Intel’s Kathy Winter, (from left) Doug Davis and Patti Robb cut the entrance ribbon, officially opening Intel’s Silicon Valley Center for Autonomous Driving in San Jose, California, on May 3, 2017. (Credit: Intel Corporation)
The following is an opinion editorial provided by Kathy Winter, vice president and general manager of the Automated Driving Solutions Division at Intel Corporation.
In the past several months, I’ve shared my passion about autonomous driving and the reasons why I think Intel will succeed in this industry. I am fortunate to have a team of dedicated professionals who are equally enthusiastic about this opportunity; all organizational leaders should be so lucky.
Patti Robb is a visionary technologist and the chief strategist behind our Silicon Valley Autonomous Vehicle Lab working with tier-one suppliers, carmakers, universities and startups to accelerate delivery of autonomous driving solutions. Following our recent Silicon Valley Autonomous Driving Workshop , I asked Patti to describe some of the ways she sees Intel bringing autonomous driving to life in the Valley and also to discuss her personal passion for her work. The following is an edited transcript of that conversation.
Describe your role and the mission of the Silicon Valley lab.
Vincent Van Gogh said, “Great things are done by a series of small things brought together.” That’s a great way to summarize what I do every day. Inside our garage lab we work with automakers, tier-one suppliers, universities and startups to bring together all of the aspects of our autonomous driving program from the car to the network to the data center. I’m exceptionally proud of the progress we have made so far, some of which was demonstrated at the opening of Intel’s new Silicon Valley Innovation Center and Autonomous Driving Garage.
Can you say more about the innovations coming out of your lab?
From car to cloud, we’re applying diverse expertise spanning 5G to artificial intelligence to software along with our proven leadership in silicon design. We’re delivering flexible designs with a combination of Intel CPUs, dedicated accelerators and FPGAs for powerful in-vehicle computing. We’re investing in a scalable, seamless 4G and 5G roadmap to enable things big and small with next-generation low-latency connectivity reaching speeds in excess of 10 Gbps. And we’re a driving force behind the development of virtualized, software-defined networks that can be sliced to meet 99.999 percent SLA (service level availability) reliability.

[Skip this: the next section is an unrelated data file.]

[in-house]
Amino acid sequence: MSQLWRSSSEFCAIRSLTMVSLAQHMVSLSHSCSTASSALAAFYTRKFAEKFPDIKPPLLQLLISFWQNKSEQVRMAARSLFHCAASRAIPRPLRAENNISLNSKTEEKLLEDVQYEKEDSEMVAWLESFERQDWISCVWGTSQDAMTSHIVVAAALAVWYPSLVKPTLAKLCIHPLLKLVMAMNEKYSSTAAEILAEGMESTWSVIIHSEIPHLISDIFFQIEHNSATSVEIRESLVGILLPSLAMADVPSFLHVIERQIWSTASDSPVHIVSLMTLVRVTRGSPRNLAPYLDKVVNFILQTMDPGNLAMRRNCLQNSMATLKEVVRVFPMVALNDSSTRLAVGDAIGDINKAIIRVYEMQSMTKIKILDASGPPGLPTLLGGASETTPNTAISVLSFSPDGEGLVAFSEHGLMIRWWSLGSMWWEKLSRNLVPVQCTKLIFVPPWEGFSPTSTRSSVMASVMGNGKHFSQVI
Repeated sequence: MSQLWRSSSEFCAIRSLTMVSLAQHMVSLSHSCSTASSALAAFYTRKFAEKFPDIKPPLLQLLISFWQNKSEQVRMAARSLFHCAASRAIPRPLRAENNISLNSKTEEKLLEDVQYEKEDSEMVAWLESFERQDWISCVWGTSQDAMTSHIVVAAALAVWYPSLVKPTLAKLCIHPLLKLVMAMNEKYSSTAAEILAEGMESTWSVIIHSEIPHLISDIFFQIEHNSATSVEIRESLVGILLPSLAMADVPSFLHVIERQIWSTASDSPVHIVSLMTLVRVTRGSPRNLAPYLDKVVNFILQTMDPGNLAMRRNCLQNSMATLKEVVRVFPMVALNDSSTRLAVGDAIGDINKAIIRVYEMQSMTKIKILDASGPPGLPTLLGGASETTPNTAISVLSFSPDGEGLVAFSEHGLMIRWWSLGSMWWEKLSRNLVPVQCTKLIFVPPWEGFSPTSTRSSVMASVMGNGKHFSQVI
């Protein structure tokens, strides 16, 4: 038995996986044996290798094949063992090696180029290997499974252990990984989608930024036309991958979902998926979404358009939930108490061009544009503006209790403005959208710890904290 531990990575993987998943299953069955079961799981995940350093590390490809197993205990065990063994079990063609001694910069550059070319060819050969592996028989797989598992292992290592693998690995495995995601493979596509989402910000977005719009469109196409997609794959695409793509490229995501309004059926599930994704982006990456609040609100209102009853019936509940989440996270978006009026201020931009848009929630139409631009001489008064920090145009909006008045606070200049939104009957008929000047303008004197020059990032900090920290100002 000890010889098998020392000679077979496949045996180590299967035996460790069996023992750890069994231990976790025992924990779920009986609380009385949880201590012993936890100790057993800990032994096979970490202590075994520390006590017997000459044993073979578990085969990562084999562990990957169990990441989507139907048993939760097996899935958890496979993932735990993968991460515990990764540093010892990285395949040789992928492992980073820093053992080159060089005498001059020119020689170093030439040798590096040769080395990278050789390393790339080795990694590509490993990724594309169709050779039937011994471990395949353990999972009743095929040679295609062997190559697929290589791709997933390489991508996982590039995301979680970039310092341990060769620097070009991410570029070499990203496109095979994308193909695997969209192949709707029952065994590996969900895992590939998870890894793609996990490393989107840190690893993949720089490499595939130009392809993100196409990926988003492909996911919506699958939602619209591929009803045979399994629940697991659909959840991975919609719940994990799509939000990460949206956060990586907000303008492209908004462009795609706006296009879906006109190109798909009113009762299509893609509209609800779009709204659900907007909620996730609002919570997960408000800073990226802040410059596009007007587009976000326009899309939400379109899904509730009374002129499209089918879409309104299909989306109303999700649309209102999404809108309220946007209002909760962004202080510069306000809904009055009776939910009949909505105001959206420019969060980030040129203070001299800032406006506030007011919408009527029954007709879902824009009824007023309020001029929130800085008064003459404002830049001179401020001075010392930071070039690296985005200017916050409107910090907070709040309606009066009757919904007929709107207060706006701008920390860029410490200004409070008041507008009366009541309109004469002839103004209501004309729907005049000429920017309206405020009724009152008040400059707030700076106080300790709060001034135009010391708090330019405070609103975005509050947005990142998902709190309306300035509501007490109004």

We have other garage labs; what is unique about the Silicon Valley lab?
Every one of our four garages has a unique strategy. In Silicon Valley, we are using the lab to advance the ecosystem, which means we have a number of collaboration projects with carmakers and tier-one suppliers in the works to enable the industry to deliver their solutions quickly. In the future, we will use the space for demonstrations featuring interactive experiences with future vehicles powered by Intel. Stay tuned for a time when this may be opened to the public on a more regular basis.
For you, this cause is quite personal.
Sadly, yes. This past Christmas, my brother Jim passed away following injuries sustained during an automobile accident. I will remember my brother as a great father and brother, a kind person who called his family every day, and a proud U.S. veteran who spent his spare time helping other veterans.
Jim was one of the more than 40,000 people who died in traffic accidents on U.S. roads last year, 93 percent of them caused by human error. By taking humans out of the driver’s seat – and all of the distractions and errors they bring with them – self-driving cars offer real life-saving potential. The faster we can get those cars on the roads, the more lives we can save.
What else motivates you?
Beyond their life-saving potential, I expect driverless cars to bring many societal benefits. They will make people more productive and transportation more efficient, more environmentally friendly, more accessible to people of all ages and abilities, and more enjoyable. Consider: Self-driving vehicles are expected to free more than 250 million hours of individuals’ commuting time per year in the most congested cities in the world. And we expect public safety costs related to traffic accidents to drop significantly – some $234 billion from 2035-2045.
Kathy Winter is vice president and general manager of the Automated Driving Division at Intel Corporation. Together with the group’s Director of Engineering Greg Scharenbroch, Kathy oversees a growing nucleus of autonomous garage labs, including the newest one in Silicon Valley. She joined Intel in 2016 from Delphi, where she engineered the first cross-country drive of a fully autonomous vehicle.